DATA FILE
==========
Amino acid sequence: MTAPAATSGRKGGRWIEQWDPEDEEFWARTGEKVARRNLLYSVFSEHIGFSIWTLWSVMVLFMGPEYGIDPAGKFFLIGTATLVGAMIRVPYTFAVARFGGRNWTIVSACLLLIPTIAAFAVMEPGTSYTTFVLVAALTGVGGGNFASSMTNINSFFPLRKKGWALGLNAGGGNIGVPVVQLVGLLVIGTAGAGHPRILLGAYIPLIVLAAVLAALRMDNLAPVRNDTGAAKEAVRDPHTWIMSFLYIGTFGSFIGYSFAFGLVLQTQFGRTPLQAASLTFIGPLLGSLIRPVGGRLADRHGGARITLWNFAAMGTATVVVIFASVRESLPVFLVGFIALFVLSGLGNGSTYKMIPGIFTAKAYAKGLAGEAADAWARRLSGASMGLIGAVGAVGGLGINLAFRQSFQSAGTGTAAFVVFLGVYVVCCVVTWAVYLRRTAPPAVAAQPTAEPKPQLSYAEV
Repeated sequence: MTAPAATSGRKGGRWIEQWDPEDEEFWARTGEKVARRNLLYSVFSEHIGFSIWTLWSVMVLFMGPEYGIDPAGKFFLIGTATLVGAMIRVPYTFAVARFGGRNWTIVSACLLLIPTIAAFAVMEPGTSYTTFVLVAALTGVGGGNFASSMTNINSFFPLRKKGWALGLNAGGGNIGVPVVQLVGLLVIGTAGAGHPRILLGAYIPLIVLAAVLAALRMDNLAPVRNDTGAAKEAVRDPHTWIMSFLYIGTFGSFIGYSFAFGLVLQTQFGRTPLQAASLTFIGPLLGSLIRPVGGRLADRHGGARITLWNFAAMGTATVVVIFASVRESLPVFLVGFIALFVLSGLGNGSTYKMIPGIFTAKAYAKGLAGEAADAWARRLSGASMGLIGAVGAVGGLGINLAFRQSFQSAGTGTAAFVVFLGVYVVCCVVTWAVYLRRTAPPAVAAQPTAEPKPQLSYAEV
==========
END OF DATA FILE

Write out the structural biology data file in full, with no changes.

Amino acid sequence: MTAPAATSGRKGGRWIEQWDPEDEEFWARTGEKVARRNLLYSVFSEHIGFSIWTLWSVMVLFMGPEYGIDPAGKFFLIGTATLVGAMIRVPYTFAVARFGGRNWTIVSACLLLIPTIAAFAVMEPGTSYTTFVLVAALTGVGGGNFASSMTNINSFFPLRKKGWALGLNAGGGNIGVPVVQLVGLLVIGTAGAGHPRILLGAYIPLIVLAAVLAALRMDNLAPVRNDTGAAKEAVRDPHTWIMSFLYIGTFGSFIGYSFAFGLVLQTQFGRTPLQAASLTFIGPLLGSLIRPVGGRLADRHGGARITLWNFAAMGTATVVVIFASVRESLPVFLVGFIALFVLSGLGNGSTYKMIPGIFTAKAYAKGLAGEAADAWARRLSGASMGLIGAVGAVGGLGINLAFRQSFQSAGTGTAAFVVFLGVYVVCCVVTWAVYLRRTAPPAVAAQPTAEPKPQLSYAEV
Repeated sequence: MTAPAATSGRKGGRWIEQWDPEDEEFWARTGEKVARRNLLYSVFSEHIGFSIWTLWSVMVLFMGPEYGIDPAGKFFLIGTATLVGAMIRVPYTFAVARFGGRNWTIVSACLLLIPTIAAFAVMEPGTSYTTFVLVAALTGVGGGNFASSMTNINSFFPLRKKGWALGLNAGGGNIGVPVVQLVGLLVIGTAGAGHPRILLGAYIPLIVLAAVLAALRMDNLAPVRNDTGAAKEAVRDPHTWIMSFLYIGTFGSFIGYSFAFGLVLQTQFGRTPLQAASLTFIGPLLGSLIRPVGGRLADRHGGARITLWNFAAMGTATVVVIFASVRESLPVFLVGFIALFVLSGLGNGSTYKMIPGIFTAKAYAKGLAGEAADAWARRLSGASMGLIGAVGAVGGLGINLAFRQSFQSAGTGTAAFVVFLGVYVVCCVVTWAVYLRRTAPPAVAAQPTAEPKPQLSYAEV